Submit to one another out of reverence for Christ.Ephesians 5:21-6:9 NIV
Wives, submit yourselves to your own husbands as you do to the Lord. For the husband is the head of the wife as Christ is the head of the church, his body, of which he is the Savior. Now as the church submits to Christ, so also wives should submit to their husbands in everything.
Husbands, love your wives, just as Christ loved the church and gave himself up for her to make her holy, cleansing her by the washing with water through the word, and to present her to himself as a radiant church, without stain or wrinkle or any other blemish, but holy and blameless. In this same way, husbands ought to love their wives as their own bodies. He who loves his wife loves himself. After all, no one ever hated their own body, but they feed and care for their body, just as Christ does the church— for we are members of his body. “For this reason a man will leave his father and mother and be united to his wife, and the two will become one flesh.” This is a profound mystery—but I am talking about Christ and the church. However, each one of you also must love his wife as he loves himself, and the wife must respect her husband.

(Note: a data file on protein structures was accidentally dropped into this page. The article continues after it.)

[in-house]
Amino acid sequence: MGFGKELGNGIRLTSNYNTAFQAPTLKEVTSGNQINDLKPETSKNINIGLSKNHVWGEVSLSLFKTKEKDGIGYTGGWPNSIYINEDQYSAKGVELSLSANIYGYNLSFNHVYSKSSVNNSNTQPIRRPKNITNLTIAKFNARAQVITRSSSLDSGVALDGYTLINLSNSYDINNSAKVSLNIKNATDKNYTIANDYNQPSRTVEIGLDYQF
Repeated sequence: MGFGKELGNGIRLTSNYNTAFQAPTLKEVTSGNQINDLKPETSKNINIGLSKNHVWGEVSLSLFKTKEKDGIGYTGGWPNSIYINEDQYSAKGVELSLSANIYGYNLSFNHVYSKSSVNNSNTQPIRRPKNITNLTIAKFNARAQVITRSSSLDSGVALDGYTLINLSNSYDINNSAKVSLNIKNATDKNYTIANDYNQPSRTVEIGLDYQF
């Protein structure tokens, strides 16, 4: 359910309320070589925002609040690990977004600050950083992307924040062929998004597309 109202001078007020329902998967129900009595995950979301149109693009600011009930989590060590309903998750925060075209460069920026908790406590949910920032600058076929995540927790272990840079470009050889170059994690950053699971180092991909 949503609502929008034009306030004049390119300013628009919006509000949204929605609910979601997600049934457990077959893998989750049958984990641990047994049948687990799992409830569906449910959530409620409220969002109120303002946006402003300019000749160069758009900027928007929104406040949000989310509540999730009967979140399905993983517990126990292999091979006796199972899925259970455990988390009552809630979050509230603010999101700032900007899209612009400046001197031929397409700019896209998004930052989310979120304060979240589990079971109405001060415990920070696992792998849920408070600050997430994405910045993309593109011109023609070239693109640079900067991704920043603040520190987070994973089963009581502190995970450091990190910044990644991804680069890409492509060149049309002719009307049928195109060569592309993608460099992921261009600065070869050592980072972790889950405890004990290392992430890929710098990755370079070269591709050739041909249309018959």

Children, obey your parents in the Lord, for this is right. “Honor your father and mother”—which is the first commandment with a promise— “so that it may go well with you and that you may enjoy long life on the earth.”
Fathers, do not exasperate your children; instead, bring them up in the training and instruction of the Lord.
Slaves, obey your earthly masters with respect and fear, and with sincerity of heart, just as you would obey Christ. Obey them not only to win their favor when their eye is on you, but as slaves of Christ, doing the will of God from your heart. Serve wholeheartedly, as if you were serving the Lord, not people, because you know that the Lord will reward each one for whatever good they do, whether they are slave or free.
And masters, treat your slaves in the same way. Do not threaten them, since you know that he who is both their Master and yours is in heaven, and there is no favoritism with him.
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Table of contents